As the afternoon wears on, it is pleasantly surprising to see toddlers sit unattended at the school’s Leapfrog Computers. They are completely captivated by the digital world and their still silence has us in awe. As a policy, all of the school’s students become computer literate from a very early age, thus arming them with real-world life skills before they are five! It’s no surprise their headteacher, Elzinda, makes a big fuss when her kids graduate and leave for big school. Sam and Renfred, graduated last year. Apparently, these chuckle brothers were a tight team throughout their pre-school career!
The dream, at Hemel-en-Aarde Valley Pre-School, is to make their small campus more green and self-sufficient. There are further plans down the line for a food tunnel, to grow the school’s own vegetables, as well as a chicken coop. With more funding from the community, they are hoping to take on a previously-unemployed person, to create a vegetable garden in which the children can develop their own green thumbs. Meanwhile, within the school’s walls, they plan to funnel any further investment towards new software for their Leapfrog computers. One can only imagine the well-rounded characters this institution is going to develop in future. We hope and trust that all the help this school needs will come their way!"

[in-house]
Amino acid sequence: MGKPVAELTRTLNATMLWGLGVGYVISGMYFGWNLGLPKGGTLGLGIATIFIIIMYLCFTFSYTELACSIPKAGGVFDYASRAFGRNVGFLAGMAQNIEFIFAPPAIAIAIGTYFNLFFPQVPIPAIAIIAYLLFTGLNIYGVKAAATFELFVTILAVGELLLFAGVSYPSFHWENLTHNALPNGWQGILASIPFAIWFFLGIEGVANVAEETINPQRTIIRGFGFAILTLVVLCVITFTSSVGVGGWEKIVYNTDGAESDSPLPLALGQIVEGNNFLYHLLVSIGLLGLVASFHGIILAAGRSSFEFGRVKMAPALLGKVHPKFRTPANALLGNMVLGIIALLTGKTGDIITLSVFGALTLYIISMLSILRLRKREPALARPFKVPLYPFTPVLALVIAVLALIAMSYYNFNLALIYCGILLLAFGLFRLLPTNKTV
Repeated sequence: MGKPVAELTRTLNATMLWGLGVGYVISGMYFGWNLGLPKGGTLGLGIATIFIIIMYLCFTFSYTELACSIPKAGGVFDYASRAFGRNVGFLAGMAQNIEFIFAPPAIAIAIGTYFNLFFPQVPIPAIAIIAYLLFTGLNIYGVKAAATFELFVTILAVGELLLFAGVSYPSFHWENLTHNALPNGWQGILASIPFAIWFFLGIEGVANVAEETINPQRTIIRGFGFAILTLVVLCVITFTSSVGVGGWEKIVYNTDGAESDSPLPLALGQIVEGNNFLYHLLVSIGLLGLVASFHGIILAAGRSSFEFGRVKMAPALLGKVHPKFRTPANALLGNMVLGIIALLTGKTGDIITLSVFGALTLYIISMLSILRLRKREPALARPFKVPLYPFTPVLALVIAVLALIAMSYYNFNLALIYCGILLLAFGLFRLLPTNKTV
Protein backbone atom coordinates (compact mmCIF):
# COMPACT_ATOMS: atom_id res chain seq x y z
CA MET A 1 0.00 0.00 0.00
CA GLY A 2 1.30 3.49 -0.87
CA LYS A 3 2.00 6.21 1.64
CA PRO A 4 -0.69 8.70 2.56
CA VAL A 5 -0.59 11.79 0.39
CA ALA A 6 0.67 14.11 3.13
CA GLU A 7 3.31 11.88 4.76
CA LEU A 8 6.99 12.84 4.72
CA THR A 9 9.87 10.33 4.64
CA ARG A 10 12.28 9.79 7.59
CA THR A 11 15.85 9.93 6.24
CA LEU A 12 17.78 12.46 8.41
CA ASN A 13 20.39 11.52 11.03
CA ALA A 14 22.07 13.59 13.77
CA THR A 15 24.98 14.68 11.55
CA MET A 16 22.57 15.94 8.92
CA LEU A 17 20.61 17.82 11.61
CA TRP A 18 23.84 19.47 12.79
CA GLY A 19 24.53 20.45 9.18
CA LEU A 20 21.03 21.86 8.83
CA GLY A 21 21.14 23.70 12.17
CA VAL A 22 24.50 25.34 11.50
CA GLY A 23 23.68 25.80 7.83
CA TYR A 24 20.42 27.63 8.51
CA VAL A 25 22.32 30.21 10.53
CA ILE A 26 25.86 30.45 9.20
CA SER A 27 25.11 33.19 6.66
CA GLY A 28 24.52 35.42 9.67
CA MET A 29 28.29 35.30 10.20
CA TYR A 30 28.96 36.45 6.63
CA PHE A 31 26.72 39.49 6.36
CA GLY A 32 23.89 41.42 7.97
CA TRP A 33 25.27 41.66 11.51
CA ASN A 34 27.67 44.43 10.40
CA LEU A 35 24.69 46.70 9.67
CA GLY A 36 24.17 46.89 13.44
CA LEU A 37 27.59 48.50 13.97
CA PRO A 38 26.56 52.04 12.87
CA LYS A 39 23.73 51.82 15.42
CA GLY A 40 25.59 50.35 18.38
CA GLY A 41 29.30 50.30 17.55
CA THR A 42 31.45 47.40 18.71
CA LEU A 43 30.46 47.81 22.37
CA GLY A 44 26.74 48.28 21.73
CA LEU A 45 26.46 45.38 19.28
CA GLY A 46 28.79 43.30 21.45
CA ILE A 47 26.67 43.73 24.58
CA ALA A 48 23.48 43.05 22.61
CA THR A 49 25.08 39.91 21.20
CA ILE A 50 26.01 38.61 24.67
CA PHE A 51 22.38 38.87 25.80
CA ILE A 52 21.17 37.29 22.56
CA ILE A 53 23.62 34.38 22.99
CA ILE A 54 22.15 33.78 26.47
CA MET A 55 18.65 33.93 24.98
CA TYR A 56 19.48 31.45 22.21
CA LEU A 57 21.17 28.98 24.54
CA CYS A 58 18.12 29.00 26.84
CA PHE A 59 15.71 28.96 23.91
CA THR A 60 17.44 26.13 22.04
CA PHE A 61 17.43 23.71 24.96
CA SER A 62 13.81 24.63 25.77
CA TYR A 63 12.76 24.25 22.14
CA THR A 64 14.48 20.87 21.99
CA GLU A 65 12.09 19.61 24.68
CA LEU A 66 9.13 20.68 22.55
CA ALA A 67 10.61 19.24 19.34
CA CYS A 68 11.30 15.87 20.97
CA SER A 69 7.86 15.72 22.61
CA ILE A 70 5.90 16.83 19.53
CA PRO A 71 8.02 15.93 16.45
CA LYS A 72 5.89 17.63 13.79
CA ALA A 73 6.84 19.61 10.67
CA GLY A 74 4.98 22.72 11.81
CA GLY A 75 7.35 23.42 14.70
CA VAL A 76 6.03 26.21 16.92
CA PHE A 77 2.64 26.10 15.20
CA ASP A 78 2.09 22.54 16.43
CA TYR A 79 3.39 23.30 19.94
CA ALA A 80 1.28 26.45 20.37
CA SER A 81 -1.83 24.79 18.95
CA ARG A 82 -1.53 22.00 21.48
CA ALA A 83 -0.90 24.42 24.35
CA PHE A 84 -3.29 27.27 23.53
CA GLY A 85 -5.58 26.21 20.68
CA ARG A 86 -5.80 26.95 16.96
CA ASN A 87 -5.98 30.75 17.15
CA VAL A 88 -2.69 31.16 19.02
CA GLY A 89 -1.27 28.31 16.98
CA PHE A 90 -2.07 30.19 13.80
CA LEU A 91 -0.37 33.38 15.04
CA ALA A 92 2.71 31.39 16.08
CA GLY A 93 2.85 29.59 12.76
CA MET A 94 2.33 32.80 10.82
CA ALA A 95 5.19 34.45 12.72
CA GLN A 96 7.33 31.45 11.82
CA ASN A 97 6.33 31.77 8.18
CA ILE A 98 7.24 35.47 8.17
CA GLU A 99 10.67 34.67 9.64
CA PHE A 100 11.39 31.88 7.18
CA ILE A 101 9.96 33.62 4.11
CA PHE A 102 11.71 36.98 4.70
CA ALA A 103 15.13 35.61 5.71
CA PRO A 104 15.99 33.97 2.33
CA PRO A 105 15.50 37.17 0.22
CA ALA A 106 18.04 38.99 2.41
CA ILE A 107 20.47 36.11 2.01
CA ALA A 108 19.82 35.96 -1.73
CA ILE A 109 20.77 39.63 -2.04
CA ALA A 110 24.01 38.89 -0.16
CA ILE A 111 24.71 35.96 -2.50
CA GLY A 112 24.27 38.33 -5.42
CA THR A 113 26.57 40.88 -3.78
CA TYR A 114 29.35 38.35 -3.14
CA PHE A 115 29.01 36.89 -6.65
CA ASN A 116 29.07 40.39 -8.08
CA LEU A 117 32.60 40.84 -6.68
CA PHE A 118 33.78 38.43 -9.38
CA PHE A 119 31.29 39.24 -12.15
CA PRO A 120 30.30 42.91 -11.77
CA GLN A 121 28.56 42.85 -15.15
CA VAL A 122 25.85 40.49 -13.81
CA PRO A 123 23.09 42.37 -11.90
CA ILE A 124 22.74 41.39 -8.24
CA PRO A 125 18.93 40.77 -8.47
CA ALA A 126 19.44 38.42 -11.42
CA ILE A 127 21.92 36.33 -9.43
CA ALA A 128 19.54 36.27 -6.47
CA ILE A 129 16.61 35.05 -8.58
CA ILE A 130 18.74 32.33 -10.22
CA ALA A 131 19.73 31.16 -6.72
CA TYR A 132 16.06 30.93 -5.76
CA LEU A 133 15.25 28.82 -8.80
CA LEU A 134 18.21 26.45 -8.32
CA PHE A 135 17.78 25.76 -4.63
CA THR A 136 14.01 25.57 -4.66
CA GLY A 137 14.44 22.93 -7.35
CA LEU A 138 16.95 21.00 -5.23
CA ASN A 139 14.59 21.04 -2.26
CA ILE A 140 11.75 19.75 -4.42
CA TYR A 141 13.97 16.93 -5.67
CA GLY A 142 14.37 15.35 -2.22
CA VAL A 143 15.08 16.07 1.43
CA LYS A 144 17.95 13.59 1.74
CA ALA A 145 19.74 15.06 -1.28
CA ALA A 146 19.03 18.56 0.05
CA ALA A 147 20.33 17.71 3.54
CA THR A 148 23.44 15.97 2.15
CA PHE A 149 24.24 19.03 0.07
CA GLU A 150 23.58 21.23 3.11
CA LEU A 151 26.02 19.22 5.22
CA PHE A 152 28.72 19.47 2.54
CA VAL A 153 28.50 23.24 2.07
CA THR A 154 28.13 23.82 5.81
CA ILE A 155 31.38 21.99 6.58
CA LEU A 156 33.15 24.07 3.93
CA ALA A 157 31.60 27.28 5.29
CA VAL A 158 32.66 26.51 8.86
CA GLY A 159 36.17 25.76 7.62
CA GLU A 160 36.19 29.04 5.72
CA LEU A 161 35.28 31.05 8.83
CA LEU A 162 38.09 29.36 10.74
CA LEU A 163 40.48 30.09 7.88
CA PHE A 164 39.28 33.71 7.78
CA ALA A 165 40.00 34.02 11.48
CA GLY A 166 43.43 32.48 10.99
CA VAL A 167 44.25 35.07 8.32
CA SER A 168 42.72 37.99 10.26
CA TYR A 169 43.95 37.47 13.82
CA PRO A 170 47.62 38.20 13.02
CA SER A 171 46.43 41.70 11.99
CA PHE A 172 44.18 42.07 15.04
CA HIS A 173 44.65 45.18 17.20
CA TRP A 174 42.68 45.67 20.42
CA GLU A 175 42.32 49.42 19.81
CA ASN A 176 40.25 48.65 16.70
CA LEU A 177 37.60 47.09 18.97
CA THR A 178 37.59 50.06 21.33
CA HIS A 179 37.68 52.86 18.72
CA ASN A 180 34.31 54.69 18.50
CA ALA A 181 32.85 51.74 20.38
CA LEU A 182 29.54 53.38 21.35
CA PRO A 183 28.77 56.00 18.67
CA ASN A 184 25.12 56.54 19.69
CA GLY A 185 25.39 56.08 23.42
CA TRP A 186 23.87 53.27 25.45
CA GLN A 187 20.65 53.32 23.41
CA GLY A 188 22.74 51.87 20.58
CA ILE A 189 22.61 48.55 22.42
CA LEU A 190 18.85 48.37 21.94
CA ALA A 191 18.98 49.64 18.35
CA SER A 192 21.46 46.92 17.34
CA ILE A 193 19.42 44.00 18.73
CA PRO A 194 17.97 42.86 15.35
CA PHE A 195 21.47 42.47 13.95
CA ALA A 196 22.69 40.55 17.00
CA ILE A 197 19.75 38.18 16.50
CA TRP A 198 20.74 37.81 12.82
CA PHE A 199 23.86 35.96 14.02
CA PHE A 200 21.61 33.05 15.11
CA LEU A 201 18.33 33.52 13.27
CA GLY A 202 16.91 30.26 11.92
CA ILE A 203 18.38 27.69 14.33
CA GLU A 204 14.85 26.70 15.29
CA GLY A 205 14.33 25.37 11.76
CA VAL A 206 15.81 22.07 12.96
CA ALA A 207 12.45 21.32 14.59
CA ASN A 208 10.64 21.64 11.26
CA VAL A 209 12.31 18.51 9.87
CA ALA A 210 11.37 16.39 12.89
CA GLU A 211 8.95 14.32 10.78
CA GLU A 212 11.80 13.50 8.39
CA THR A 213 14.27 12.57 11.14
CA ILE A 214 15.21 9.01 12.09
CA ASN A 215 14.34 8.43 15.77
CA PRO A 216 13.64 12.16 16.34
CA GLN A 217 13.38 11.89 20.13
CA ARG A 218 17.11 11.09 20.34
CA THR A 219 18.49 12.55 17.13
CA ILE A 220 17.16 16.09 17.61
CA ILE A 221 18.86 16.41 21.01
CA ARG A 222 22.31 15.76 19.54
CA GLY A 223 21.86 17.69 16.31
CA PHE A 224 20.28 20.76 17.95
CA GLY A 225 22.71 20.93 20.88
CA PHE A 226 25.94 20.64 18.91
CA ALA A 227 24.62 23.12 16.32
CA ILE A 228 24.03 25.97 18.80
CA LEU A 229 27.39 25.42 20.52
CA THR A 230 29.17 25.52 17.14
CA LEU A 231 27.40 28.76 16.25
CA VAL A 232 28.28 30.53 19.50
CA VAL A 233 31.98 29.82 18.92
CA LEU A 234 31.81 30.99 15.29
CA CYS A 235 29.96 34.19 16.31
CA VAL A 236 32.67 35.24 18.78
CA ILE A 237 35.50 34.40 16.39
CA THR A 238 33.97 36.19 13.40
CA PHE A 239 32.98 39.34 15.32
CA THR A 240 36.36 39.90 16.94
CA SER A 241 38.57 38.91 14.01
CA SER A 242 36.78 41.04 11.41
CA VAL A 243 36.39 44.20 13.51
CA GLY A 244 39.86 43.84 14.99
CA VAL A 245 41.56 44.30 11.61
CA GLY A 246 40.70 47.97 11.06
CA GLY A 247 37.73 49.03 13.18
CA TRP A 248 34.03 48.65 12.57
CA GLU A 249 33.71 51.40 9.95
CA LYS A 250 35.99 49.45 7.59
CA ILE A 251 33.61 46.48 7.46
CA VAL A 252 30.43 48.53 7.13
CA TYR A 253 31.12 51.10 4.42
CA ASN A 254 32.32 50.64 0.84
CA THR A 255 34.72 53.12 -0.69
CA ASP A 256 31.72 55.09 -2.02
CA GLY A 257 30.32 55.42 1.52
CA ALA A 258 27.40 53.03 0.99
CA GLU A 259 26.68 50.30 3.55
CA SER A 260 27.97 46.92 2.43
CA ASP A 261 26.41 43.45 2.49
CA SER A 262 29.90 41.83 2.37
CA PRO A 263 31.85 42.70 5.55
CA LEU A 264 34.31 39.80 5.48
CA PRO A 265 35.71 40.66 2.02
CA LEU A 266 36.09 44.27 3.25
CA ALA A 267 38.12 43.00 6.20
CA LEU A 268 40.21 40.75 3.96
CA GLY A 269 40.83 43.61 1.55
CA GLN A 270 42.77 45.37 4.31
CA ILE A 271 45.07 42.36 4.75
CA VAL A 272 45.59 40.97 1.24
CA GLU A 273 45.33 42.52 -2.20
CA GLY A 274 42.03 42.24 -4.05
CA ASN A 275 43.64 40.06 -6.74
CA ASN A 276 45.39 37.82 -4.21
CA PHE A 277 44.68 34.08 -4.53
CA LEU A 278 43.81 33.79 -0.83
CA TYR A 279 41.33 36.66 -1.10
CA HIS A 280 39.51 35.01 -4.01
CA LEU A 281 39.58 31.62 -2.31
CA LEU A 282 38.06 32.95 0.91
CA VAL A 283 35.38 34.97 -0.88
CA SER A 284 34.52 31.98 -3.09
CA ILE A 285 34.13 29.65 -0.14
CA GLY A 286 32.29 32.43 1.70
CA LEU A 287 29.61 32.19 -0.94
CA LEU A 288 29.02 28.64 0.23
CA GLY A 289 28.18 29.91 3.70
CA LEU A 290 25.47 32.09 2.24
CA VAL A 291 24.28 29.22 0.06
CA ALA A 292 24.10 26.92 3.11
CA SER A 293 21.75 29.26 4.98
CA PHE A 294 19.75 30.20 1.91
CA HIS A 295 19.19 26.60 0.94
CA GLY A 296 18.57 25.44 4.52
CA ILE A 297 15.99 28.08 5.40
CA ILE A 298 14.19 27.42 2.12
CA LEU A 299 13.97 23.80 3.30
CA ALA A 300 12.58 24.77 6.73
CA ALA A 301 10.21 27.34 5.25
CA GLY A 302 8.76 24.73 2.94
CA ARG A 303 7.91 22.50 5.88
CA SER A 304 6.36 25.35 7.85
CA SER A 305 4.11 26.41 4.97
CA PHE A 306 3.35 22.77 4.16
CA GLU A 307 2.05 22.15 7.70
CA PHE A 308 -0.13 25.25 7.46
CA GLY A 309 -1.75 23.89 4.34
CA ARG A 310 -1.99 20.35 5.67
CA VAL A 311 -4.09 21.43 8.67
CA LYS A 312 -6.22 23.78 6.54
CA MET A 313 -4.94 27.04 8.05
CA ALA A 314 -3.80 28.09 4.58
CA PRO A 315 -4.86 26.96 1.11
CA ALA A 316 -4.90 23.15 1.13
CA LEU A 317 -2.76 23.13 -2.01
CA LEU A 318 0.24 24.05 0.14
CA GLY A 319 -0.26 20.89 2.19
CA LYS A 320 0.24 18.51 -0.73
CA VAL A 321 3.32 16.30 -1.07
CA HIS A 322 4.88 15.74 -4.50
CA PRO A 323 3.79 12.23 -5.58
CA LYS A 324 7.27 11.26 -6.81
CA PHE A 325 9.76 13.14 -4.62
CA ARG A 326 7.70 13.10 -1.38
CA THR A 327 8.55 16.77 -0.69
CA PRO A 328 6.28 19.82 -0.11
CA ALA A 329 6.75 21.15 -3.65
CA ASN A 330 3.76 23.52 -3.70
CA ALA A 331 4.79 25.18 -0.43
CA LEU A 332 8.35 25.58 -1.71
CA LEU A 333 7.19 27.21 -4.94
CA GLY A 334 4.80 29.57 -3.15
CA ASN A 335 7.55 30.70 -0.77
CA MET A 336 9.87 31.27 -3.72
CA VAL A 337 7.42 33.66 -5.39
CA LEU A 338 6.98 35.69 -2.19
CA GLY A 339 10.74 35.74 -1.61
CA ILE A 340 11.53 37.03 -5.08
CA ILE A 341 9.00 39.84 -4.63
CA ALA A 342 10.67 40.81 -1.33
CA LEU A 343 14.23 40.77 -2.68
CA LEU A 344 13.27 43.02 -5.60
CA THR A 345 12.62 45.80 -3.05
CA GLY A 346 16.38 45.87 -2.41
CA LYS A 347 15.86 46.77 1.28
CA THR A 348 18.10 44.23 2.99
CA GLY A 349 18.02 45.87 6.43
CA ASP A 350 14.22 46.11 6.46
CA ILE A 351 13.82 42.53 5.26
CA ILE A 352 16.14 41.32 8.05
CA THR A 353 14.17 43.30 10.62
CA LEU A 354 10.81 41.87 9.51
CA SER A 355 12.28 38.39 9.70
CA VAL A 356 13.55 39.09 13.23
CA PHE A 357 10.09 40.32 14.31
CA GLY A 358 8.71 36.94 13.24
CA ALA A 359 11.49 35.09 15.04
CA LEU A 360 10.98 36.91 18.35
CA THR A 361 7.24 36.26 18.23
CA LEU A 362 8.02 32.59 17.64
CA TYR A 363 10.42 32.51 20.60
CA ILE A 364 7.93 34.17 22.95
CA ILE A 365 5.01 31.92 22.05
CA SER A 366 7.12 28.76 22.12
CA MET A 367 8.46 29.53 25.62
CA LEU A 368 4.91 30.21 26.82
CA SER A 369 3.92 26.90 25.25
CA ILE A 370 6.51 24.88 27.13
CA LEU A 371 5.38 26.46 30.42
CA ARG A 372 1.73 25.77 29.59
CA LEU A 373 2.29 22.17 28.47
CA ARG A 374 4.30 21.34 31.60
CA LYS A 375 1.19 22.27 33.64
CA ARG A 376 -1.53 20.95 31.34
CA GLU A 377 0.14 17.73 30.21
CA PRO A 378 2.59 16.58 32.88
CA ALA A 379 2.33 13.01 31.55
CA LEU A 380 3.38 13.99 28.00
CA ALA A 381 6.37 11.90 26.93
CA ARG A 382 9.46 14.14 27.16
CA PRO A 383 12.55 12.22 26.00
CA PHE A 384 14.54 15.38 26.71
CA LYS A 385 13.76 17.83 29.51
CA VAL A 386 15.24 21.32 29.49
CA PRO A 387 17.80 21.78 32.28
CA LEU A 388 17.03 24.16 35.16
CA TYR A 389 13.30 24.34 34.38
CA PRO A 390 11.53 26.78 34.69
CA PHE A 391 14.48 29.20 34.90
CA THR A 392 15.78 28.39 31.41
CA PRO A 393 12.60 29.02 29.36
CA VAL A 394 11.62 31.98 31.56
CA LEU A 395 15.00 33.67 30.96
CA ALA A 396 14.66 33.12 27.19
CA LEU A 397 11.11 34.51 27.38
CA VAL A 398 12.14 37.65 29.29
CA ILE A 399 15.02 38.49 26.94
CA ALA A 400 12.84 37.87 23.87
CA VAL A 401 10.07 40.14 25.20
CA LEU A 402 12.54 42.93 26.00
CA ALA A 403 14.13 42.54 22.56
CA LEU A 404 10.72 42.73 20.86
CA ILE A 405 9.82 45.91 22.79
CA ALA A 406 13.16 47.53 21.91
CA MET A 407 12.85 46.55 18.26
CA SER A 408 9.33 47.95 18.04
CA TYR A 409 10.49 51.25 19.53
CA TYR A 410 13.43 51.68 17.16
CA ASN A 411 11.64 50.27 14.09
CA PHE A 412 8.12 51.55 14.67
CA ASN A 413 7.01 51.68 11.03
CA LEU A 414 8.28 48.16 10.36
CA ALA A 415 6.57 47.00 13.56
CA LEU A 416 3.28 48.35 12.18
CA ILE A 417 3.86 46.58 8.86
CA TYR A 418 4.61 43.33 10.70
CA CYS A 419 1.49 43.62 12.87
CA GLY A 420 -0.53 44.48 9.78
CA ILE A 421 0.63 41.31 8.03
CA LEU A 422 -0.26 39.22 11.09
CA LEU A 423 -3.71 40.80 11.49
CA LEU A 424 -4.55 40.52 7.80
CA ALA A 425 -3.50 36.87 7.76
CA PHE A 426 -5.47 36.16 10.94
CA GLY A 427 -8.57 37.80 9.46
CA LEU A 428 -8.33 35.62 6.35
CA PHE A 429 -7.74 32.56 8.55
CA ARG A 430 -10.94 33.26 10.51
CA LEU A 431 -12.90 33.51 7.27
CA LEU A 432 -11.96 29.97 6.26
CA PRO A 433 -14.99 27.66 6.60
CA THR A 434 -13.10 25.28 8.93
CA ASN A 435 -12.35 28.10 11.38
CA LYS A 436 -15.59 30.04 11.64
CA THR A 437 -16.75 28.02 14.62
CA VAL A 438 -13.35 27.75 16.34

- The grape can trace its history in French winemaking to the 9th century. In its early days in France, the grape was mainly used to make sweet sparkling and dessert wines.
- Now the grape is best-known for Southern African wines. Its history on that continent goes back to 1655, when it was first planted by the father of the South African nation—Jan Van Riebeeck.
- Like in France, the grape was originally used to make a different beverage than what it is now known for. Chenin Blanc grapes were used in South Africa’s booming brandy production.
- When the South African wine industry truly began to grow and gain acclaim, the country was looking for a signature varietal. Enter Chenin Blanc.
- With some experimentation, South African winemakers were able to create a wine very different from sweet dessert wines or brandy. The Chenin Blanc you most often drink is a result of this South African experimentation. Similar to Pinot Grigio and Sauvignon Blanc, Chenin Blanc is zesty, crisp, and dry.
Looking to try a South African Chenin Blanc? We have recommendations for you.